How I Taught Then, How I Teach Now

How I Taught Then, How I Teach Now

Last April, I was on an AWP panel moderated by Joseph Scapellato which included Matt Bell, Jennine Capo Crucet, Derek Palacio, and moi. The title was “How I Taught Then, How I Teach Now,” a subject that is near and dear to my heart.

Description:

Matt Bell discusses "the privilege of early access."
Matt Bell discusses “the privilege of early access.

When experience forces us to challenge the assumptions that underpin our teaching philosophies, how do we sensibly revise our syllabi, course element by course element? In this panel, five teachers of writing share what they grew into knowing. They will describe how an active awareness of their changing assumptions changed their courses for the better. Practical before-and-after examples of course materials promise to make this panel useful for beginners and veterans alike.

Topics covered:

  • Matt talks about what he calls “the privilege of early access,” a way of framing workshop discussion.
  • Jeannine had some great suggestions for teaching students how to better analyze craft.
  • I talked about helping students to develop a writerly identity.
  • Derek describes a semester-long reading/craft project using Prezi.
  • Joseph read a great and hilarious essay called “Respect.”

Many thanks to the folks at AWP for turning our conversations into this podcast.

 

I actually ran out of time and didn’t get to talk about all the items on my list, so here it is.

How to Help Students Feel like “Real Writers”

These days, I’m less interested in teaching students “to write” and more interested in giving them the chance to feel like “real writers.”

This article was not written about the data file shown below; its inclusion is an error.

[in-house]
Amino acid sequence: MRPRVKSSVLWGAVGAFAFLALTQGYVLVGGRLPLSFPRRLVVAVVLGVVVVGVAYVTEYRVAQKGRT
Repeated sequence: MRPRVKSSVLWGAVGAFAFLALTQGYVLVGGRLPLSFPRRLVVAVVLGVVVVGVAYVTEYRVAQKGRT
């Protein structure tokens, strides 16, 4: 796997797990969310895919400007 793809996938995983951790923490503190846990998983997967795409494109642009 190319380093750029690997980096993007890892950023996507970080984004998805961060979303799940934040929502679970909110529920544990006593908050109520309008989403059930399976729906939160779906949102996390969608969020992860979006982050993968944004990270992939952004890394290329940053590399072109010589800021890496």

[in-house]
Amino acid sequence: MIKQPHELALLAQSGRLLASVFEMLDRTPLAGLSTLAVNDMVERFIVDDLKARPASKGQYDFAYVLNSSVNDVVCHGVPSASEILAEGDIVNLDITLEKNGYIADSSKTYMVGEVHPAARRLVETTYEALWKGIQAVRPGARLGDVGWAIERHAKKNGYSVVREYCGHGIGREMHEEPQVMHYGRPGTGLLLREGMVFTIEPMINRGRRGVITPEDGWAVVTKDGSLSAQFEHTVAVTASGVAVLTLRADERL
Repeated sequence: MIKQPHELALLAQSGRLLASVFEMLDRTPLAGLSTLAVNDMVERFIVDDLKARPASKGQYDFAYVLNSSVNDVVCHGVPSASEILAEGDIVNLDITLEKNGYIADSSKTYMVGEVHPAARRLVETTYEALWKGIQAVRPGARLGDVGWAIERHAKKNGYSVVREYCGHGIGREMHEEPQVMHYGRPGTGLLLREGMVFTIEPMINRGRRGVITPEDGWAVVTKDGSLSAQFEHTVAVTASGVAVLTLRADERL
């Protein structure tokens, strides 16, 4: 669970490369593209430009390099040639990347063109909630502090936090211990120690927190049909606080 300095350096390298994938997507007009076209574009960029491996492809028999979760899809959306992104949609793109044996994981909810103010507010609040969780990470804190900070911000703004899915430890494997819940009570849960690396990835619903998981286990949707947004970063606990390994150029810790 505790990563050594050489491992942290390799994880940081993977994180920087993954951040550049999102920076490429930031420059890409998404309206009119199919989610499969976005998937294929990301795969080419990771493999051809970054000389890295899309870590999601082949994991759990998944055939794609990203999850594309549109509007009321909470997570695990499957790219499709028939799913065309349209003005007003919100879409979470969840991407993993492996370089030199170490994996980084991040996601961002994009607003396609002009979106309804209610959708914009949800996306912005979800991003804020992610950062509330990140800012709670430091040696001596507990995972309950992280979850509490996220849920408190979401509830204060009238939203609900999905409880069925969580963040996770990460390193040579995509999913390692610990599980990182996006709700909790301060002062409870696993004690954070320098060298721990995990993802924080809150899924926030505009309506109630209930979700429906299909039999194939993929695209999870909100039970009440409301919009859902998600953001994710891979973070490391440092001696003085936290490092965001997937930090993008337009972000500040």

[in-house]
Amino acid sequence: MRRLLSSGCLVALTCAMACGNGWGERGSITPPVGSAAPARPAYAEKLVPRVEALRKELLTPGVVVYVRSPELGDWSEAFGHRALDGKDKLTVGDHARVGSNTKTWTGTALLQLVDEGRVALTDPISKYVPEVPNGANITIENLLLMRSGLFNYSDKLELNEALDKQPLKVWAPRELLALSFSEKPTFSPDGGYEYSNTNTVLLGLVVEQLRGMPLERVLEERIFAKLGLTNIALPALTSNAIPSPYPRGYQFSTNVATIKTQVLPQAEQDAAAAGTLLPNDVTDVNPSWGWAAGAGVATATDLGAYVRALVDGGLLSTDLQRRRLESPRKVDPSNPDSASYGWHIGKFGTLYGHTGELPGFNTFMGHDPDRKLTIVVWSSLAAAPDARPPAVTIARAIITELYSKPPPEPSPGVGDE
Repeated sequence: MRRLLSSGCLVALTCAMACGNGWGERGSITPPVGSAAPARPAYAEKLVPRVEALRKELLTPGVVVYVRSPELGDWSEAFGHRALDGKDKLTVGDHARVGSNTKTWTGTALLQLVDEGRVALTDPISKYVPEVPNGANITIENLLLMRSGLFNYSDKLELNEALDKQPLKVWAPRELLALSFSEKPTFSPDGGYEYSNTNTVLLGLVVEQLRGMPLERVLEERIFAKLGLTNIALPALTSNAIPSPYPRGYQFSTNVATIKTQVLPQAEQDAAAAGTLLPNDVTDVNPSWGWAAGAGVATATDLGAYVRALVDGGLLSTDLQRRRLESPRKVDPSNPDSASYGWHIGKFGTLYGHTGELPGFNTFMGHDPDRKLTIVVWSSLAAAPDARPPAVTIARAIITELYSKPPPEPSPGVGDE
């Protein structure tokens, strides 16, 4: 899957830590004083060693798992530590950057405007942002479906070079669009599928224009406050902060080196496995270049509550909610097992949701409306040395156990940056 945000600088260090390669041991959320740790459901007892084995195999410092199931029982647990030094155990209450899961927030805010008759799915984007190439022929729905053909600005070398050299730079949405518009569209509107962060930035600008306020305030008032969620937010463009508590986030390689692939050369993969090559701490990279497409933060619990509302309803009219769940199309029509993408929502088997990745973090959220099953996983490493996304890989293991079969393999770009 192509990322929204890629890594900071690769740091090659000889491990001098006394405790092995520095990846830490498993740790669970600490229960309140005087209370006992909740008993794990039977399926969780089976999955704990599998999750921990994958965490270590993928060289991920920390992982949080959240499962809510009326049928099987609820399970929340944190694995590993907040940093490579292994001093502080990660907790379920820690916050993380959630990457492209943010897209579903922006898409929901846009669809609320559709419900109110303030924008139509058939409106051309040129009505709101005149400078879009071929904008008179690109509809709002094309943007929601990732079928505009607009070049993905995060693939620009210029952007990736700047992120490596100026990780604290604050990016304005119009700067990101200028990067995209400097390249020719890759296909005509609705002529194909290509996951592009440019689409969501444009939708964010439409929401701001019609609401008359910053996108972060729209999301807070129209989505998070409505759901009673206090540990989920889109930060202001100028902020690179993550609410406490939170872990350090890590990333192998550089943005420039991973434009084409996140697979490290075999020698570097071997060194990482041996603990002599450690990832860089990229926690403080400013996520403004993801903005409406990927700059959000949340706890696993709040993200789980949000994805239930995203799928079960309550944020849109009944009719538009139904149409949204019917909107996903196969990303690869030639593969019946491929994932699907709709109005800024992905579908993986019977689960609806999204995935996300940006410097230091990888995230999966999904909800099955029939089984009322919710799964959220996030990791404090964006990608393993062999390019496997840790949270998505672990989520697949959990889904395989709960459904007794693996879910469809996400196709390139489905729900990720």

That means helping them to:

1.) form an identity as a writer (or realize that no, they don’t want to “be” writers)

2.) take the next step in their career (toward a writer’s life or toward a writing-related career)

Story about when that moment happened for me:

I can tell you exactly the moments in my life in which I felt like a real writer. Most of them happened at the desk, from the inside out, but one happened when I got my first full-time teaching position at Minnesota State University Mankato.

My mentor Rick Robbins was helping me with my taxes, and he said, “You should file a Schedule C. Profit or Loss from a Business.”

“What business?” I said.

“Your writing,” he said. “You’re like a small business owner, really.”

That’s the day I realized that, in addition to being a college professor, I was the owner of a small business called Being the Writer Cathy Day.

Another example: It’s become common practice in creative writing classes to require students to submit work to a real literary magazine. These are the kinds of active learning assignments I like to use in order for my students to feel like “real writers.”

Here are some other ways:

Help them join a community writers and readers. Change what they see when they look at FB and Twitter.

  • If there’s a class you teach regularly, create a group on FB and require them to join. Or create a hashtag on Twitter and require that they use it.
  • They will meet each other and former students, even alumni.
  • These groups have become communities in which I can easily share advice and opportunities. They are places where we continue discussions we can’t finish in class.
  • Changing what they see on Facebook or Twitter helps them to see themselves differently.

Show them that writing isn’t “homework” and social media isn’t “private.”

Show them how to buy a domain name and/or start a blog. WordPress. Tumblr. Whatever. Because there’s something about becoming “Google-able” that’s important to identity creation in a networked age.

Use Google Docs in your class rather than Blackboard—because Blackboard is “school” and Google Docs is not.